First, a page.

Challenger Mullins, incumbents Burgoyne, Hall, Nichols win seats

Council election draws high turnout in Sykesville as Kasnia is ousted

May 06, 1999|By Mary Gail Hare | Mary Gail Hare,SUN STAFF

Record numbers of Sykesville voters returned incumbents Michael Burgoyne, William R. Hall and Jeannie Nichols to the six-member council Tuesday. But Michael Kasnia lost his seat to Charlie Mullins, a two-term veteran who left the council in 1991.

Nearly 500 of the 1,936 registered voters turned out, the largest number to vote in a town election in anyone's memory. The three hours it took three judges to tally the votes also set a record.

"It's a record turnout, the highest ever, and a record count," said Mayor Jonathan Herman, from a seat on Town House porch that afforded a view of the counting room.

The polls closed after 12 hours at 8 p.m., and the arduous counting by hand began, behind closed doors but in full view through a window of those outside.

Among them was Dan Seledee, the last of 490 voters. He raced into the Town House seconds before the polls closed.

"I ran up the steps with 30 seconds to spare," said Seledee, voting for the first time in the town. "I feel lucky to live in a municipality where I have a say about what is going on."

It seemed that nearly everyone in the town of 3,500 was interested in the closely contested race that had nine candidates vying for four council seats. It was quite a change from two years ago, when 85 people elected an unopposed Herman and two council members from a field of three.

About 30 hopefuls and their supporters waited outside the Town House in the damp night air Tuesday.

"This is the kind of election that makes you nervous," said Burgoyne.

The receptionist's phone rang nonstop with callers wanting results. "No results yet," Rena Hudson Toland said repeatedly for nearly three hours.

She cut short a list of promised return calls after it grew to more than 10. She declined one caller's request to put the results on an answering machine.

After phoning several times, Mark Rychwalski said he could not stay home. He went to the Town House to wait with a crowd that had swelled to about 50.

The high voter turnout indicated interest in town government, he said. Others said it was in response to several controversial issues, including a proposed rezoning that would bring a $3.5 million corporate headquarters for Fairhaven Retirement Community into the town.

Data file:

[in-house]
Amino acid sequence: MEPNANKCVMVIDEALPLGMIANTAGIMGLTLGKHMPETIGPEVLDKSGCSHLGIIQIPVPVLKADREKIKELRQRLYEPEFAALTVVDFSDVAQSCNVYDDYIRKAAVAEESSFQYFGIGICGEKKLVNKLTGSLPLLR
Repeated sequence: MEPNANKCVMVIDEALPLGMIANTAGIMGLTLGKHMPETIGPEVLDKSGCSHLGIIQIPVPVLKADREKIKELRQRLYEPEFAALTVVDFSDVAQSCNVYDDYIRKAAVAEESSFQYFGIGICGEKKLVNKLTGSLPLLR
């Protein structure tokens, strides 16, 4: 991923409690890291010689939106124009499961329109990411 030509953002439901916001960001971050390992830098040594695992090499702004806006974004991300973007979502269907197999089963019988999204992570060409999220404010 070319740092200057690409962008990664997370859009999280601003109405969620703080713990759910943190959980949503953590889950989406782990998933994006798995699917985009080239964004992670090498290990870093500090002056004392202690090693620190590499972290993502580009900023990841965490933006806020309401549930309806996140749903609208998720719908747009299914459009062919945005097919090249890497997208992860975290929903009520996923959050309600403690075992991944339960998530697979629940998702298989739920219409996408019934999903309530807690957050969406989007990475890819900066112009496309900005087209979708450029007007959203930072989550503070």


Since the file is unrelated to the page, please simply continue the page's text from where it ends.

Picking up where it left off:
Campaigners printed the usual signs and sample ballots. The incumbents ran as a ticket and circulated 400 fliers proclaiming their accomplishments. The civic-minded posted signs with the date of the vote.

"We posted signs to remind people to vote, and the campaign really got people involved," Rychwalski said.

Several misread the "Vote May 4" signs. Five people showed up to vote at the planning commission meeting Monday night.

"They were in here during the day Monday, too," said Toland.

Laura Lindberg, town clerk and treasurer, supervised the tally. The numbers of ballots and candidates made the process tedious, she said.

"We had to read each ballot and periodically make sure everybody had the same count," she said. "Believe me, we wanted to be out there with the results as quickly as everyone else wanted us. I could hear people on the porch saying, `They are almost done,' when we weren't halfway through.

"We were very deliberate about the count," she said. "I am very confident and have no doubt that it is correct."

Burgoyne led the field with 257 votes, followed by Mullins with 235 and Hall with 227. Kasnia came in nine votes behind Hall. Scott Hollenbeck trailed with 37 votes.

Cynthia Campbell and Connie Higgins, newcomers to town politics, garnered 221 and 218 votes respectively. Both women said they were pleased with the numbers.

"We got votes, and we will be back," said Campbell.

Nichols, who was appointed to fill a council vacancy last summer, was required by the town charter to run for her seat for the two years remaining in the term. She overcame a challenge for that two-year period from former Councilman Garth Adams by a vote of 215 to 180.

Carol Hall waited at the polls in her husband's stead. She wanted to deliver the news that he had won a third term. Hall, a Baltimore firefighter, had pulled night duty at the fire station.

"He better not be in bed sleeping, while I have been sitting here waiting all this time, " she said.

Hall, Burgoyne, Nichols and Mullins will be sworn in May 17.

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